A surprise. The possibility is that it’s simply a form of flute, ie to play on the flute, whence it came to mean to mock or deride, which I guess makes sense. If someone is pompously orating and you respond by tooting on your flute you’re clearly not taking them seriously. Here’s OED:
Etymology: First recorded in 16th cent.; possibly special use (preserved in some dialect) of floute , Middle English form of flute v. to play on the flute. Compare a similar development of sense in Dutch fluiten to play the flute, to mock, deride.
BTW I don’t know whether it’s just me but the flout/flaunt error seems to be everywhere these days and crops up in the most unlikely places (NYT for instance). Perhaps it’s owing to the custom now of using online contributors for some pieces rather than established journalists but whatever the reason it annoys the hell out of me.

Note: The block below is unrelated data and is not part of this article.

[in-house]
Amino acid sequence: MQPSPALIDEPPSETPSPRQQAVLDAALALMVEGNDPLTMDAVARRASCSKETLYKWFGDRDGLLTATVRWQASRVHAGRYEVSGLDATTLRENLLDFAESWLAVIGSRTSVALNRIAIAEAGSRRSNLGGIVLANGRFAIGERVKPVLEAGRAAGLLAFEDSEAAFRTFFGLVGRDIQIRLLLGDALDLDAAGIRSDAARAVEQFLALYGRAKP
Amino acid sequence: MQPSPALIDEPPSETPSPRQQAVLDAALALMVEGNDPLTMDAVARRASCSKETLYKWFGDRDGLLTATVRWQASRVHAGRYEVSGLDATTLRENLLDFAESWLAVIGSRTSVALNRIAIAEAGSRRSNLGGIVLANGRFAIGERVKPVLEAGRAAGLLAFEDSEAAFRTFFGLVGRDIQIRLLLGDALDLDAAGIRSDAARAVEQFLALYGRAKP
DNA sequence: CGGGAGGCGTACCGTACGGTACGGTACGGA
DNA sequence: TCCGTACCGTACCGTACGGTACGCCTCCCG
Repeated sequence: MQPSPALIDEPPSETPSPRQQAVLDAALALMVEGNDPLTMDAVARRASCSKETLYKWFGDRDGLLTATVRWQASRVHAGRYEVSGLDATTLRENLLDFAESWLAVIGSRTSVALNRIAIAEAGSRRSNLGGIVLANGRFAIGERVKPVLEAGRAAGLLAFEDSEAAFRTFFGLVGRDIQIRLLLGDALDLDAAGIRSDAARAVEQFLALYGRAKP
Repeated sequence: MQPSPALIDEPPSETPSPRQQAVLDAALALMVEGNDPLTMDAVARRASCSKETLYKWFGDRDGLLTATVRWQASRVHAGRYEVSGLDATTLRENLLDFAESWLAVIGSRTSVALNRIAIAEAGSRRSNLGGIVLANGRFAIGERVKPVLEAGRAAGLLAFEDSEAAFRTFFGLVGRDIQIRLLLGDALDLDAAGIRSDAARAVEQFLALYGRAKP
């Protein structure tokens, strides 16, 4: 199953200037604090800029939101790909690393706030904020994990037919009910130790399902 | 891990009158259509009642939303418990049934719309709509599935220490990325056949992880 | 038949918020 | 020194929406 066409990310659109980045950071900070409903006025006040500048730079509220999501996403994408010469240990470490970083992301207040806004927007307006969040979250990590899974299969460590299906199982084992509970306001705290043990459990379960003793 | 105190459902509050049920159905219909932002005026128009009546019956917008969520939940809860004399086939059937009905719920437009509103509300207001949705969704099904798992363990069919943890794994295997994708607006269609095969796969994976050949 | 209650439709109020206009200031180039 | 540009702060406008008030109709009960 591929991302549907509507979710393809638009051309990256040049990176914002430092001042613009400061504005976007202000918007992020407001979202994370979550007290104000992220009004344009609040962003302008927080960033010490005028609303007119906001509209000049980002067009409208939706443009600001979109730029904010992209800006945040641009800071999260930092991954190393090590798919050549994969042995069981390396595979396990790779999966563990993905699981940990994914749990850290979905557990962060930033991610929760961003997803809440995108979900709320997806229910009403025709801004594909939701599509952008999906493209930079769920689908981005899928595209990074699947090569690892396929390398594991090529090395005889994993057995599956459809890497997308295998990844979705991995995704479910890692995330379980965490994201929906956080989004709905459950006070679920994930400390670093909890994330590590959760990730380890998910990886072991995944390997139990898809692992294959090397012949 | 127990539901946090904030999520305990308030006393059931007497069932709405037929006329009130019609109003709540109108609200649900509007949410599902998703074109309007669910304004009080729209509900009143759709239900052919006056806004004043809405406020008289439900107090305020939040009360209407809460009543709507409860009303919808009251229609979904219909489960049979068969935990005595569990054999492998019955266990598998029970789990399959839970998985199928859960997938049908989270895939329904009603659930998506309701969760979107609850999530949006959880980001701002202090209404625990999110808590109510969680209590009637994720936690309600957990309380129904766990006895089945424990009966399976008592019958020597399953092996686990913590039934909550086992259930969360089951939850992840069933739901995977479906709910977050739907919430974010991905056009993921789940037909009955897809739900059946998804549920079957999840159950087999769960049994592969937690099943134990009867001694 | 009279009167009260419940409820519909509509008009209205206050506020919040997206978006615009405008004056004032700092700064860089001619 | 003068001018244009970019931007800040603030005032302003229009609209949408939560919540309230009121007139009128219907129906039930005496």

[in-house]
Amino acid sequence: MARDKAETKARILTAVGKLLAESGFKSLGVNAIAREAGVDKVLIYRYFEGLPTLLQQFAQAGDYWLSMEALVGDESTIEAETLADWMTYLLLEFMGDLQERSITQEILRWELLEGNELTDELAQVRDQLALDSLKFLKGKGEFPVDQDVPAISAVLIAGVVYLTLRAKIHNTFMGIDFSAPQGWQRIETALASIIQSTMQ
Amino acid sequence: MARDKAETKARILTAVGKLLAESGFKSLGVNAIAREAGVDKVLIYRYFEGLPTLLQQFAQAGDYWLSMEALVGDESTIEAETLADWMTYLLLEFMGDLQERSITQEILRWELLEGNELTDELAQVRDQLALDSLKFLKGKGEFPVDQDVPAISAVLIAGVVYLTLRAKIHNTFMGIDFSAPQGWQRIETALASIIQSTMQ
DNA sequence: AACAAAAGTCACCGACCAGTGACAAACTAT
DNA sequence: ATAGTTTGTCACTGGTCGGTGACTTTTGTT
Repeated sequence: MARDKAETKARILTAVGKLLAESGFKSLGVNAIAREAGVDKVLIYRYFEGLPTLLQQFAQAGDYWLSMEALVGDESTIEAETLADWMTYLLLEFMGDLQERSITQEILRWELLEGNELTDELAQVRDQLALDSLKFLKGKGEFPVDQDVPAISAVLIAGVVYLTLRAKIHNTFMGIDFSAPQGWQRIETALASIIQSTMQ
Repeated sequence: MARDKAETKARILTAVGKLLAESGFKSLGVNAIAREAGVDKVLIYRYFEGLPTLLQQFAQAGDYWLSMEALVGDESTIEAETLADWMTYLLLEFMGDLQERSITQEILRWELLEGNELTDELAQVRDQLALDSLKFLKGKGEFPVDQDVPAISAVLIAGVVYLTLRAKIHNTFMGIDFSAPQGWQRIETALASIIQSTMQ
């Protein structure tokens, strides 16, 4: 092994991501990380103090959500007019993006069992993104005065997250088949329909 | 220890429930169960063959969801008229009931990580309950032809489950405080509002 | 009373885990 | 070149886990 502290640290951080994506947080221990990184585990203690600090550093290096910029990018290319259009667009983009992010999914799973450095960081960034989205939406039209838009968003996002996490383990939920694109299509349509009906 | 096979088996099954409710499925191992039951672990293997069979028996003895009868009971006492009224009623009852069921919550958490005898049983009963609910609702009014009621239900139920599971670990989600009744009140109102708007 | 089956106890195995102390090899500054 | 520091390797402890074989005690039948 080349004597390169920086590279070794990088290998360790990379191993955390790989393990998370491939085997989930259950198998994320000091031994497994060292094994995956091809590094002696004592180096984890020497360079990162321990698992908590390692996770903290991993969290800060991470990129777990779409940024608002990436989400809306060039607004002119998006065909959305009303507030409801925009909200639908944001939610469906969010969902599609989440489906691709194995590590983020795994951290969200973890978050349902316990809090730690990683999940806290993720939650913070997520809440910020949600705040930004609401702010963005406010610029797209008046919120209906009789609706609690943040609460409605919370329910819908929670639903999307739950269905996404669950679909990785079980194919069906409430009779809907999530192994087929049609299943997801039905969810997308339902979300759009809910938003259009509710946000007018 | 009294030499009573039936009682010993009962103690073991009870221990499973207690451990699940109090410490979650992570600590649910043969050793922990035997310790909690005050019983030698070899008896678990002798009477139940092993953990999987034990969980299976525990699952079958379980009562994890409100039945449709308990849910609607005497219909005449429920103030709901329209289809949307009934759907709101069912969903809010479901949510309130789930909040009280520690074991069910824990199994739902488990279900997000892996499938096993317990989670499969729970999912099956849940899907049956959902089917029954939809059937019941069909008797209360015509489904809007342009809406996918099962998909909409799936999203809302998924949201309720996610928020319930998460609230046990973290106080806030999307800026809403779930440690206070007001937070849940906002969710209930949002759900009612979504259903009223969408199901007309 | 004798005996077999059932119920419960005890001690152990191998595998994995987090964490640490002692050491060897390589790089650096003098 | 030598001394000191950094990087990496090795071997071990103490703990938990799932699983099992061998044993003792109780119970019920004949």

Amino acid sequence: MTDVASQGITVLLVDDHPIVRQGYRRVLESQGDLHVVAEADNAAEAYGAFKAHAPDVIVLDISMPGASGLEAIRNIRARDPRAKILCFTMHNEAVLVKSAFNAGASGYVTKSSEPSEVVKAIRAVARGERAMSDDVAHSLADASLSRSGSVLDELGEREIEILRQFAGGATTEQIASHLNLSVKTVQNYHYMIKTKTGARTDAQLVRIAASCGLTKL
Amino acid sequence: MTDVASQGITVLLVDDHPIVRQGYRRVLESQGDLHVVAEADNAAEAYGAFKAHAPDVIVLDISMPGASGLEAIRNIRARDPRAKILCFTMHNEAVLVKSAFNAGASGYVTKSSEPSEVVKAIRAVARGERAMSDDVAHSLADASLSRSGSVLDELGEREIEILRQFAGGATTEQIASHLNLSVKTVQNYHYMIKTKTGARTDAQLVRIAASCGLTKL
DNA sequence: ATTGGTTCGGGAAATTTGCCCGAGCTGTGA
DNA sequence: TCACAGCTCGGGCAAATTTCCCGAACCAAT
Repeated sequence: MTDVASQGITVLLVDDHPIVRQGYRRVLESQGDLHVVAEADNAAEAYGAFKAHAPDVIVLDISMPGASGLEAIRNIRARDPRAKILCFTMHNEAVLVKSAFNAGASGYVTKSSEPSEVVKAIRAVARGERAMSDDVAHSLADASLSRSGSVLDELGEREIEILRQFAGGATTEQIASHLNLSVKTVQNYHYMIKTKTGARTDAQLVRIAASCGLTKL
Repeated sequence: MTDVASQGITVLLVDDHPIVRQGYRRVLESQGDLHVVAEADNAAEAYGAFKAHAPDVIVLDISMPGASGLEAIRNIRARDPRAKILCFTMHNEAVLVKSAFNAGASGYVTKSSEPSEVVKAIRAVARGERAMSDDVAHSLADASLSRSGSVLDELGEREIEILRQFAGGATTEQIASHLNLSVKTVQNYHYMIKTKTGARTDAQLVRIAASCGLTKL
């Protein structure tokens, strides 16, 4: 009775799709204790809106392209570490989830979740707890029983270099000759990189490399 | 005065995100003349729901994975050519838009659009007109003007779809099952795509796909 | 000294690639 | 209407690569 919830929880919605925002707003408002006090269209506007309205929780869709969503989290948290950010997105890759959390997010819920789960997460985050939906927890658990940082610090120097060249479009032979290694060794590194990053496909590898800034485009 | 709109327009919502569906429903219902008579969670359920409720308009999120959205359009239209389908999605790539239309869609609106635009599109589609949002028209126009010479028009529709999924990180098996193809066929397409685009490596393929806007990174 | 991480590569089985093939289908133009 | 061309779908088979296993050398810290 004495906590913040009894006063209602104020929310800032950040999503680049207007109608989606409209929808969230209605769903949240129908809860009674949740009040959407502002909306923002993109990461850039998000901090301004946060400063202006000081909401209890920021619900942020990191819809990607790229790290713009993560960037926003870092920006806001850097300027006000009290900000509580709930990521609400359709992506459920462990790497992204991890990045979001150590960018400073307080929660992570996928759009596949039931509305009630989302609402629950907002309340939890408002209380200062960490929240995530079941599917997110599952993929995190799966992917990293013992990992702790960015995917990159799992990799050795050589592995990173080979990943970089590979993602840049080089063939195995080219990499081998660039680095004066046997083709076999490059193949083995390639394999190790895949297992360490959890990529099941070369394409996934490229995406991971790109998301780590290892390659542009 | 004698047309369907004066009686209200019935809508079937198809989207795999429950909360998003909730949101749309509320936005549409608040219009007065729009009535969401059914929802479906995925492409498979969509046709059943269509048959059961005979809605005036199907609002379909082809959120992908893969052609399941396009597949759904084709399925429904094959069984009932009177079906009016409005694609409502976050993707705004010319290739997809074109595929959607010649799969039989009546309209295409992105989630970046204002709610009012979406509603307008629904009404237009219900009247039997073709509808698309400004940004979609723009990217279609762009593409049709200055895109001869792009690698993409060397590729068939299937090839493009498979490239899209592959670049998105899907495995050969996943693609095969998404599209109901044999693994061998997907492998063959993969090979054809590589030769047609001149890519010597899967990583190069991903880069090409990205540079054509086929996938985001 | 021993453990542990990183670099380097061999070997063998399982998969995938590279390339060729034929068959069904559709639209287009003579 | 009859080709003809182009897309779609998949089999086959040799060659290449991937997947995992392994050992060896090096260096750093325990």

And for the sake of completeness here’s OED on flaunt, the origin of which is unknown.
Etymology: Of unknown origin.
The monosyllables of similar ending are (except perhaps gaunt) all from French; but no French word is known which could be the source. Possibly the word may be an onomatopoeia formed with a vague recollection of fly, flout and vaunt. Prof. Skeat compares modern Swedish dialect flankt loosely, flutteringly ( < flanka to flutter, waver), also modern German (Bavarian) flandern to flutter, flaunt; but the late appearance of the word in English makes it doubtful whether any connection exists.